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Monday, January 30, 2012

Friday, January 27, 2012

Link Blitz

I'm having a tea party today.

With tea. And tea sandwiches. And crackers. I'm excited.

I'm having a tea party because my husband is hosting a Nerf war at the church.

Onto the links . . .


Writer's Potpourri:

January Query Time: What It's Not

January Query Time: What Not to Include

Pitching to an Agent

Cardboard Cutouts Make Rotten Villains

On the Fine Art of Titling

8 Tips for Making the Most of Your Writing Time

Trust Thyself (Writer's block)

4 Techniques for Creating Believable Villains

When You Are a Beginning Writer, the Keyword is Focus

How to Make Your Novel's First 50 Pages Stand Out


Other Babble:

Girls in Gowns (YA book cover trends)

21 Pictures of Cats on Glass

Fighting Girl Clothes (How do the costumes these women-warriors are given in video games actually hold up in battle?)

Thursday, January 26, 2012

Coming Soon: Someday Stars

After some thought, I decided to add a new series to the blog: Someday Stars. These posts will occur on Thursdays, every two weeks or so, and spotlight the people who really make the blogosphere go round: the nobodies.

Now, that is not an insult. I'm a nobody, too, as far as the publishing industry goes--someone striving to publish their manuscript, to see their name on the shelves at Barnes and Noble. I read a lot of blogs about others who push to finish their manuscripts, who inflict themselves with daily word counts and endless revisions, just trying to get that book ready for the industry's eyes.

There are some amazing people out there--full-time moms, students, animal trainers, aerobic instructors... all vying for that shining moment on an editor's desk. So why not enlarge our circle and learn more about them?

Check back here next Thursday for the first post. I'll be stalking the Interwebs for fellow writers, so stay tuned!

If you're already ready and willing to be interviewed, please email me at CNHolmberg (at) gmail.com.

Wednesday, January 25, 2012

Once Upon a Time


I've really enjoyed the new TV series "Once Upon a Time." The premise of the show is basically this: the fairytale world has been trapped by the evil queen (of Snow White's story) into the town of modern-day Storybrooke, Maine. No one remembers who they are. Before the curse took its effect, however, Snow White managed to send her daughter Emma into the "real" world, where she's grown up in foster care and now works as a bailer.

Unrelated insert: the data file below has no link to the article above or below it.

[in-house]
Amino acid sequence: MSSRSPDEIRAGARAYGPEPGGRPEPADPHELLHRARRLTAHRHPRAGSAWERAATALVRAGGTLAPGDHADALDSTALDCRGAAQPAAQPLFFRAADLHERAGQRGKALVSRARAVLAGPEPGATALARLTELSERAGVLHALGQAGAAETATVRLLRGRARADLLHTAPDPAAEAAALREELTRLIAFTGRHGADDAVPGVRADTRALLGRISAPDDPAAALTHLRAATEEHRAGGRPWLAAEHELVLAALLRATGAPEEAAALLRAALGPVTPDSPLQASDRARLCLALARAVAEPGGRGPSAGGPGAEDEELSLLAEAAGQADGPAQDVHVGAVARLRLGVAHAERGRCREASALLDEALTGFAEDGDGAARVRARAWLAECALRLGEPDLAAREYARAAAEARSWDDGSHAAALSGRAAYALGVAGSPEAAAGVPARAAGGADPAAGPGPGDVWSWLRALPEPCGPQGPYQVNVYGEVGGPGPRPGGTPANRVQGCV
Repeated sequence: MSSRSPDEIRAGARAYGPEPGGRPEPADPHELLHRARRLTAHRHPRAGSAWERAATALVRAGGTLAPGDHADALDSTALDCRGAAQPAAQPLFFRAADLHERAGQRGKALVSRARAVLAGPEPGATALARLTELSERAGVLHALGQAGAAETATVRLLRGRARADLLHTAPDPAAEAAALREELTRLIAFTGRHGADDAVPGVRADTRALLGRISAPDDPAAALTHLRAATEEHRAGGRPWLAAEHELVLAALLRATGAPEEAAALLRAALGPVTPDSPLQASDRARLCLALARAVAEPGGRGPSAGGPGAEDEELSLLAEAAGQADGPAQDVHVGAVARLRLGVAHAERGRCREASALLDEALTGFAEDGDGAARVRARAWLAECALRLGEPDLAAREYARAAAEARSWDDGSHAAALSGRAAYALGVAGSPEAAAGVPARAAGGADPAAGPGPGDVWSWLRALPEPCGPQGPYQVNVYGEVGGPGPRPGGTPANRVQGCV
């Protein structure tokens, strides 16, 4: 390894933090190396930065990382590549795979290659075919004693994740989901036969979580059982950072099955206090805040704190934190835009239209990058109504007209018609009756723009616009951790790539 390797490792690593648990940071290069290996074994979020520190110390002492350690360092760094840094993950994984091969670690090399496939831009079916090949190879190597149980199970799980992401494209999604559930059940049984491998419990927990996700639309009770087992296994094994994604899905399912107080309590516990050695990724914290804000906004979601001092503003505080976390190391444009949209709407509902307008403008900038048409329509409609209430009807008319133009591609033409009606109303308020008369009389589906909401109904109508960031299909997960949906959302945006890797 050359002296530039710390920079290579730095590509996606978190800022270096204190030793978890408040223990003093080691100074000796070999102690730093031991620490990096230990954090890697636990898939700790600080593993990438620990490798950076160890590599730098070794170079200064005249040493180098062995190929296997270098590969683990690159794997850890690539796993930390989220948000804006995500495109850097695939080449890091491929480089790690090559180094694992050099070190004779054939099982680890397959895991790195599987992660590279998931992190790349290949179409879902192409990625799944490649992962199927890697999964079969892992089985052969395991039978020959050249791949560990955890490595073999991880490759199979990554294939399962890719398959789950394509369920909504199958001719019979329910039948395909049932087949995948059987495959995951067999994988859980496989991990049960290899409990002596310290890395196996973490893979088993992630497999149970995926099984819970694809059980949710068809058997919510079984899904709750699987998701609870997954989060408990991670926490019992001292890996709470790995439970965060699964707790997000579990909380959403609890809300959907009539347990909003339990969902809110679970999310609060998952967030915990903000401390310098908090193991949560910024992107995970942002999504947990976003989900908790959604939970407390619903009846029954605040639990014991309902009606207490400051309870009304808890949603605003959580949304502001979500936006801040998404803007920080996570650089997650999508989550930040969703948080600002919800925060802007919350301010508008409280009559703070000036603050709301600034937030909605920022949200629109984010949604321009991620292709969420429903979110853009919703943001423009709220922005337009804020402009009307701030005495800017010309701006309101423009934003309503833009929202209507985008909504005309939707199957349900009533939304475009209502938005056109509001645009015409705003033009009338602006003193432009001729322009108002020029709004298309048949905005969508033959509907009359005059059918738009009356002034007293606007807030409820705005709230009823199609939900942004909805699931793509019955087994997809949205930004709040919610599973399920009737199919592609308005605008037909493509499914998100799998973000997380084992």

The only one who knows the truth is a boy named Henry, Emma's birth son, and adopted son of the evil witch. Emma is the only one who can break the curse, if Henry can ever convince her it exists.

The show takes a lot of twists on fairytales, and even introduces new stories such as how Jiminy Cricket actually became a cricket. (Great episode, even if the motivation for the guy staying with his parents was more or less nonexistent.)

I absolutely love Ella Enchanted by Gail Carson Levine (Cinderella tale) and Daughter of the Forest* by Juliet Marillier (Seven Swans tale), but I've never written a twisted fairytale novel myself (unless you count TDSF, though Chicken Little is more of a fable). This show gets me thinking about them. If I had to start a book with the cliched "Once upon a time," what would my story be?

I recall being at a writing conference once (probably LTUE) and jotting down an idea regarding Little Red Riding Hood, but I can't remember what it is, now. Have to filter through all my little story notebooks to find it.

Have you ever written or wanted to write a story based off a fairytale? Read one you just couldn't put down? What fairytales do you think have been left out of the circle, or overused? (Cinderella has been done to death, we can all agree on that...)




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*If you haven't read this book, you need to. Right now.


Monday, January 23, 2012

Refreshing My Nihongo

Once upon a time, 13-year-old Charlie decided Japan was pretty awesome.

Her then 15-yr-old sister had also decided Japan was awesome, and then thought, "Hey, it would be cool to learn Japanese." (Which she later majored in.)

So Sister taught Charlie all the basics of Japanese.

Charlie then took Community Education classes in Japanese, two years of [very, very bad] Japanese instruction in high school, and four semesters [of very, very intense] Japanese classes in college. And then she graduated in English and forgot all her Japanese.

My desire to rekindle my Japanese would always come when A) I watched the very rare Japanese TV show or drama [with subtitles, of course], or B) Someone else who spoke Japanese tried to strike up a conversation with me, and I failed about 20 seconds in. I've forgotten all my kanji and almost everything beyond basic grammar.

Then a long-lost penpal (we're talking 10 years of long-lostness) found me on Facebook and, in her simple English, asked if I was the same Charlie she had written to in junior high. Needless to say, I was ecstatic to hear from her.

I've been reconsidering my Japanese ever since. I got a CD meant to play in the car to learn Japanese, though it's just a "repeat what I say" type of format, not actually anything conducive to learning. Fortunately, I can still use it as a refresher. I would LOVE to try the Rosetta Stone software, but it's painfully expensive. Painfully.